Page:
Angular velocity can't be considered as the constant property of a spinning object, as it completely ignores distance in dimensional space and the actual velocity, measured on the surface (and velocity is energy).

It's like asking for math, which will prove, that 2+2=4

Edited by JohnMnemonic
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The most important, is that you believe in yourself, about your theory, i need more, do you have a website? I dont know if it is legal in this forum? maybe in the user interface?

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1 hour ago, JohnMnemonic said:

If you would decrease 2 times the size of an analog clock (while keeping all the proportions in it's mehanism), it will start to measure the time twice so fast.

We have analog clocks of different sizes, and do not observe this effect.

A shorter pendulum tick faster (but not with a linear effect) but you adjust accordingly, and measure the same time as a bigger clock.

6 minutes ago, MaximThibodeau said:

The most important, is that you believe in yourself, about your theory, i need more, do you have a website? I dont know if it is legal in this forum? maybe in the user interface?

!

Moderator Note

Posting to link to your website is not permitted.

14 minutes ago, JohnMnemonic said:

If we would decrease the size of Earth 2 times, distance, which is passed by a point on the surface, during each rotation would be twice shorter.  And because velocity of it's rotation has to remain the same (due to the conservation of energy), as on the non-scaled planet, changing the size will affect it's angular velocity. Because the distance, passed by a point on the surface is 2 times smaller in scaled frame, while it's velocity didn't change, angular momentum of scaled planet will get twice so high. As a result, during each full rotation of non-scaled Earth, 2 times smaller object will make make 2 full rotational cycles - so each day on scaled planet will be 2 times shorter...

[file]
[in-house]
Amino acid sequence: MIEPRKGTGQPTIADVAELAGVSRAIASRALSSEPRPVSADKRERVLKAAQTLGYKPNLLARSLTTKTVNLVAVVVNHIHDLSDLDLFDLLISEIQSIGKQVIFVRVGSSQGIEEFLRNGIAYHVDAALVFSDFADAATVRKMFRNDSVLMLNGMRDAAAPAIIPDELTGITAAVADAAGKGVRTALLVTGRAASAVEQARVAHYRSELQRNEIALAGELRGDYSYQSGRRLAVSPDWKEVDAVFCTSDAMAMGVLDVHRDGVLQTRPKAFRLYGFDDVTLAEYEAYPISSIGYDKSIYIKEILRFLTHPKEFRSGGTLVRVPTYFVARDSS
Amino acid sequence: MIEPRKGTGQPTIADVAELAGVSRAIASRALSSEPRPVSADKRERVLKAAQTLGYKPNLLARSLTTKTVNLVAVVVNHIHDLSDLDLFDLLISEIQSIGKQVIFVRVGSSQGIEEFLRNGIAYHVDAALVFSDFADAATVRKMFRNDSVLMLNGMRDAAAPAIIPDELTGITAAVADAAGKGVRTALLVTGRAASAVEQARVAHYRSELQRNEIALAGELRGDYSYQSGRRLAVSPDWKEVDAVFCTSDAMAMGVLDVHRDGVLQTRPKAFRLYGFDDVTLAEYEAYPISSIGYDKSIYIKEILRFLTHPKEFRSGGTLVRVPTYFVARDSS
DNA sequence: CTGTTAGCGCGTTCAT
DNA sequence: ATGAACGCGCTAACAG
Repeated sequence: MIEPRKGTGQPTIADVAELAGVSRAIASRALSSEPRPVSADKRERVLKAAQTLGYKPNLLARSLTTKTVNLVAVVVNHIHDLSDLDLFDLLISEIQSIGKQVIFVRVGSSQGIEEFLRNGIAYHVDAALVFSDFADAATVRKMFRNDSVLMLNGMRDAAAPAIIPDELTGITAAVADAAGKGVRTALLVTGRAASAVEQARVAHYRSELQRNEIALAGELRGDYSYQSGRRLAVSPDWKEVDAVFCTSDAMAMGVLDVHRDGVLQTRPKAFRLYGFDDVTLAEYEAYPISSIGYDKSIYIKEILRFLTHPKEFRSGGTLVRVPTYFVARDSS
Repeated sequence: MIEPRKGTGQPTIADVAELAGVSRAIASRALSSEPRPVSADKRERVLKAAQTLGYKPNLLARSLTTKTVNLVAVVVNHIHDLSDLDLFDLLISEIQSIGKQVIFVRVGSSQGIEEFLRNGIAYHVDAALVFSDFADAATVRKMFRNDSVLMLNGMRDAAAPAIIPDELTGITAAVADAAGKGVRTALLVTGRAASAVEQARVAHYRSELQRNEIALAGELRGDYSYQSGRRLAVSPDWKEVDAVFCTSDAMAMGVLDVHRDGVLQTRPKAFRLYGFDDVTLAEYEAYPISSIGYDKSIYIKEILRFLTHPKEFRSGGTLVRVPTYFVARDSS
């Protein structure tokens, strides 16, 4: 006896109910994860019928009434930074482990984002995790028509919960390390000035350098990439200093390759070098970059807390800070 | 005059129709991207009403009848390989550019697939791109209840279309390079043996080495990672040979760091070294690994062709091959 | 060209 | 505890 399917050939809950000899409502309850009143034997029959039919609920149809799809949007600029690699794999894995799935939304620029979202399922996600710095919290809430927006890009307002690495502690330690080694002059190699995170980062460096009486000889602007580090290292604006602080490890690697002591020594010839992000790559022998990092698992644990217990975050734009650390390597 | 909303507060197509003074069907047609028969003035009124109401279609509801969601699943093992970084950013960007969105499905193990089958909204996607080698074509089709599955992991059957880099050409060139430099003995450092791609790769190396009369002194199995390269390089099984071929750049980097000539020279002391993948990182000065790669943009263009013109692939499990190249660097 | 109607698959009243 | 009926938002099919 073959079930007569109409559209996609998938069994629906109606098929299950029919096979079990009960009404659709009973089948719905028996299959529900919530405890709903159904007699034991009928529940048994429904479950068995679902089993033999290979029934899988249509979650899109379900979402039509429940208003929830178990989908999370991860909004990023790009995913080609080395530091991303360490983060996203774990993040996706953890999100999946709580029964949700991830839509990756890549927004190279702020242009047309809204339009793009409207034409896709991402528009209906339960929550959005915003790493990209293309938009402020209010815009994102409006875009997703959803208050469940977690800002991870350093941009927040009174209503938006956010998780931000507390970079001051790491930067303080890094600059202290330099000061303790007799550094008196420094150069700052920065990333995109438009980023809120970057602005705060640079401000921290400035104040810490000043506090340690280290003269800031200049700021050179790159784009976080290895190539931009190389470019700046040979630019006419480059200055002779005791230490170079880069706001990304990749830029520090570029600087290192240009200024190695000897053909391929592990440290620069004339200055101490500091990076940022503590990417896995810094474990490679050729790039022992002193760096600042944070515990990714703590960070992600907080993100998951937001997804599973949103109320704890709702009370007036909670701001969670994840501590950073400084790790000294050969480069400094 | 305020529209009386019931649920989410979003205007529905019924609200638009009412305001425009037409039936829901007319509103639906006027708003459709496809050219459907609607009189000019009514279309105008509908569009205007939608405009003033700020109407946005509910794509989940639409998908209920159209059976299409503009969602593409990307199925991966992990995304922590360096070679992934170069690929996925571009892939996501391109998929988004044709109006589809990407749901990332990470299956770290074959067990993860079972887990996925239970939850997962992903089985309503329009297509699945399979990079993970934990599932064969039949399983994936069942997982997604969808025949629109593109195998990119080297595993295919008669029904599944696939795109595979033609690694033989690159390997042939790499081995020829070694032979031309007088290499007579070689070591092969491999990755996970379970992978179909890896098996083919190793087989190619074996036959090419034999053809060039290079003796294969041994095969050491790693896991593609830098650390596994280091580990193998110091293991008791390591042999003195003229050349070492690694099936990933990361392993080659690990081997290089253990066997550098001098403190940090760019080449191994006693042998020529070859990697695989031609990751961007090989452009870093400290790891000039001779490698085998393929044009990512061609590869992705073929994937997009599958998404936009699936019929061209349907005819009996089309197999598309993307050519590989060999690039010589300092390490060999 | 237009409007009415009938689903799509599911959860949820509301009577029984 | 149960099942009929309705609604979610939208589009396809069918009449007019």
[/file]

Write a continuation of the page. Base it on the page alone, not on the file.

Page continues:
That's not how conservation of energy works.

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11 hours ago, JohnMnemonic said:

Well, in the difference to concept of time from GR, my model doesn't need to assume, that some part of physical reality exists beyond our perception - just like time dimension in GR

No scientific theory relies on anything that cannot be perceived. That is why it is science. It creates models (unlike you) that use mathematics (unlike you) to predict results (unlike you) that can be compared against observation (unlike you).

So, on the one hand, we have GR, a scientific theory that makes accurate predictions that have been tested. On the other hand we have some vague assertions. Forgive me if I stick with the science.

11 hours ago, JohnMnemonic said:

Of course, you can calculate it using numbers, if you want - but what for?

Because science.

11 hours ago, JohnMnemonic said:

to see, how scale causes time dilation.

As swansont notes, a shorter pendulum swings faster but that is not time dilation.

11 hours ago, JohnMnemonic said:

It's like asking for math, which will prove, that 2+2=4

If I asked for that, it could be provided. One doesn't just assume these things.

11 hours ago, MaximThibodeau said:

The most important, is that you believe in yourself, about your theory,

That is the least important thing. The most important thing is to make quantitative predictions and test them against observation. Without that, you are just deluding yourself.

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We have analog clocks of different sizes, and do not observe this effect.

Because they are made, to measure correct time.

I'm talking about scaling a correctly working mechanism. It can be a clock, it can be an engine or it can be a beating heart of living being